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NCJRS Abstract

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NCJ Number: 77725 Find in a Library
Title: Influence of Child Abuse on Psychosexual and Psychosocial Development and Implications for Delinquency (From Exploring the Relationship Between Child Abuse and Delinquency, P 240-251, 1981, Robert J Hunner and Yvonne Elder Walker, ed. - See NCJ-77711)
Author(s): F B Raymond
Date Published: 1981
Page Count: 12
Sponsoring Agency: Allanheld, Osmun and Co Publishers, Inc
Montclair, NJ 07042
Sale Source: Allanheld, Osmun and Co Publishers, Inc
6 South Fullerton Avenue
Montclair, NJ 07042
United States of America
Language: English
Country: United States of America
Annotation: This paper reviews research on the characteristics of abusing parents and abused children, discusses the possible effects of abuse on the psychosocial and psychosexual development, and suggests areas of research which would help verify these effects.
Abstract: Previous research has shown that child-abusing parents cannot be characterized by race, social class, religion, education, or occupation. However, they have several psychological elements in common. They tend to be immature, dependent, socially isolated, impulse ridden, rigid, and self-centered. In addition, they often feel rejected and angry. Abused children often share such behavioral characteristics as being either fearful or fearless of adult authority and either aggressive and destructive or passive and withdrawn. Furthermore, they are often hungry for affection, have school problems, and develop into hostile and violent adults. The paper theorizes that insofar as relationships exist between child abuse and delinquency, they are best explained in terms of the impact of abuse on the child's normal development. The paper demonstrates how the occurrence of abuse during each of the five stages of childhood development (infancy, toddlerhood, early school age, middle school age, and adolescence) can result ultimately in delinquent behavior. Selected research findings are used to illustrate the heuristic value of the proposed theoretical perspective. Research questions which would examine pertinent relationships are presented. A total of 22 references are supplied. (Author abstract modified)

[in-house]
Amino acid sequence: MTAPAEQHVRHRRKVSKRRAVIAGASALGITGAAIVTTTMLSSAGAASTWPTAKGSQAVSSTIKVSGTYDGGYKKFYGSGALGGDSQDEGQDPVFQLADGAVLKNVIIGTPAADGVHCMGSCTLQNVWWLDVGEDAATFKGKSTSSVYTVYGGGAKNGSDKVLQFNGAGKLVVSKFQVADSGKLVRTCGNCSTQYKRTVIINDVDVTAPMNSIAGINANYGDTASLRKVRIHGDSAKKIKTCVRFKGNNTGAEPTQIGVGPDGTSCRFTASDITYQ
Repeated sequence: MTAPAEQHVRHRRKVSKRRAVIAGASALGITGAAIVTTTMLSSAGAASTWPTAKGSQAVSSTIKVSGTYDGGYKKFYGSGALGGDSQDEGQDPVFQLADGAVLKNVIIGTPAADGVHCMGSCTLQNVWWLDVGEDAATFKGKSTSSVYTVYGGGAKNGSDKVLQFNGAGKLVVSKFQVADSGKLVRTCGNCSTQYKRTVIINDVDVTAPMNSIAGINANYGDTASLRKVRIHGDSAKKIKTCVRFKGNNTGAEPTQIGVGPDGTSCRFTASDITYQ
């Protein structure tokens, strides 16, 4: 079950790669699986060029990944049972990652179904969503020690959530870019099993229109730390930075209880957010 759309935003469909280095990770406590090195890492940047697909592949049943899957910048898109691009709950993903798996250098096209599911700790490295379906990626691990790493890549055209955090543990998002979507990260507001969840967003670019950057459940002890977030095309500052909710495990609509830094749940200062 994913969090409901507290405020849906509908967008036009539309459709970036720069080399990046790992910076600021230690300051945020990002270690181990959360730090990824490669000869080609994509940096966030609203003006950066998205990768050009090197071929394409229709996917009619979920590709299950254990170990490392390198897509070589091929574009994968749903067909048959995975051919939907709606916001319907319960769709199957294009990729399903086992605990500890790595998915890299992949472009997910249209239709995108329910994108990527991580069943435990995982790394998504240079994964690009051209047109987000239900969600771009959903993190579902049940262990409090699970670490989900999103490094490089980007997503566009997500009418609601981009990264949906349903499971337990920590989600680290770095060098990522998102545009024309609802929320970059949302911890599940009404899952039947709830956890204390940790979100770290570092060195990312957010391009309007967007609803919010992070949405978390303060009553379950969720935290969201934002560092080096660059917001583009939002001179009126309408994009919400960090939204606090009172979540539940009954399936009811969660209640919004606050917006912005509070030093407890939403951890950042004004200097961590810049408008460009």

Index Term(s): Abused children; Behavior patterns; Child abuse; Deviance; Juvenile delinquency factors; Literature reviews; Psychological theories
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